The syndrome, which causes prolonged and severe fatigue, body aches and other symptoms, has long been a mystery ailment, and patients have sometimes been suspected of malingering or having psychiatric problems rather than genuine physical ones. Worldwide, 17 million people have the syndrome, including at least one million Americans.
An article published online Thursday in the journal Science reports that 68 of 101 patients with the syndrome, or 67 percent, were infected with an infectious virus, xenotropic murine leukemia virus-related virus, or XMRV. By contrast, only 3.7 percent of 218 healthy people were infected. Continuing work after the paper was published has found the virus in nearly 98 percent of about 300 patients with the syndrome, said Dr. Judy A. Mikovits, the lead author of the paper.
XMRV is a retrovirus, a member of the same family of viruses as the AIDS virus. These viruses carry their genetic information in RNA rather than DNA, and they insert themselves into their hosts’ genetic material and stay for life.
Dr. Mikovits and other scientists cautioned that they had not yet proved that the virus causes the syndrome. In theory, people with the syndrome may have some other, underlying health problem that makes them prone to being infected by the virus, which could be just a bystander. More studies are needed to explain the connection.
But Dr. Mikovits said she thought the virus would turn out to be the cause, not just of chronic fatigue, but of other illnesses as well. Previous studies have found it in cells taken from prostate cancers.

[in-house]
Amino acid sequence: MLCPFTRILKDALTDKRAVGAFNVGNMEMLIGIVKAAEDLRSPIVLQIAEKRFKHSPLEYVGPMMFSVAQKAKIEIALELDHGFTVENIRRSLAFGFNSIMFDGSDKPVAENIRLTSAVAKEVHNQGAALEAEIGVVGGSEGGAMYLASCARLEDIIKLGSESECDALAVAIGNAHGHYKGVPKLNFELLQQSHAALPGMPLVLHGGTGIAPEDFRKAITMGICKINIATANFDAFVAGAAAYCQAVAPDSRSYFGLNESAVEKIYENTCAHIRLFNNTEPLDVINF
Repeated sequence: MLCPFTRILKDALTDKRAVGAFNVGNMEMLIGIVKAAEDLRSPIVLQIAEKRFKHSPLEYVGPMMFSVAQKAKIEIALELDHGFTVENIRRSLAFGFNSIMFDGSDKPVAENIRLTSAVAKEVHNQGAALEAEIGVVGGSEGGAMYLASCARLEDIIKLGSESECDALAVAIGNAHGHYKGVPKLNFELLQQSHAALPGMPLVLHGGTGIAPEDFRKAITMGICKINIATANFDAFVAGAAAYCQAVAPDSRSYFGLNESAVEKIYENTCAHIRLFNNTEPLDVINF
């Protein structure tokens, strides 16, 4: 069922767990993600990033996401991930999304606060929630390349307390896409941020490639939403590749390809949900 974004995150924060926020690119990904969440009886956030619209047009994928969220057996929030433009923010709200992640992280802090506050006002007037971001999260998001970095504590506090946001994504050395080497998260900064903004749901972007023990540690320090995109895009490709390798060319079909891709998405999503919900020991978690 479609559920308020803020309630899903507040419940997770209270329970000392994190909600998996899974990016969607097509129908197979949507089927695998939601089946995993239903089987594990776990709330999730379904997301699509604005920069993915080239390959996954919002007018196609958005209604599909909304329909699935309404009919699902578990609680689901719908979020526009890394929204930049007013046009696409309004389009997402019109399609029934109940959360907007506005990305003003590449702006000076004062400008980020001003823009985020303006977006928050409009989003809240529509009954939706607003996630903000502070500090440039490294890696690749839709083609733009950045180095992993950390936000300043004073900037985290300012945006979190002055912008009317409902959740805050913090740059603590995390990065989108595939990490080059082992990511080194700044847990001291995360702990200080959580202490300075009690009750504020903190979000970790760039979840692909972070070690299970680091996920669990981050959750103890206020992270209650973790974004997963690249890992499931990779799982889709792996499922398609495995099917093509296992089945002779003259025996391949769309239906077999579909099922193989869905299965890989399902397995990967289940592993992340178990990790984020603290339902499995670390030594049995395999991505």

“I think this establishes what had always been considered a psychiatric disease as an infectious disease,” said Dr. Mikovits, who is research director at the Whittemore Peterson Institute in Reno, a nonprofit center created by the parents of a woman who has a severe case of the syndrome. Her co-authors include scientists from the National Cancer Institute and the Cleveland Clinic.
Dr. Mikovits said she and her colleagues were drawing up plans to test antiretroviral drugs — some of the same ones used to treat HIV infection — to see whether they could help patients with chronic fatigue. If the drugs work, that will help prove that the virus is causing the illness. She said patients and doctors should wait for the studies to be finished before trying the drugs.
Dr. William Schaffner, an infectious disease expert at Vanderbilt University, said the discovery was exciting and made sense.
“My first reaction is, ‘At last,’ ” Dr. Schaffner said. “In interacting with patients with chronic fatigue syndrome, you get the distinct impression that there’s got to be something there.”
He said the illness is intensely frustrating to doctors because it is not understood, there is no effective treatment and many patients are sick for a long time.
He added, “This is going to create an avalanche of subsequent studies.”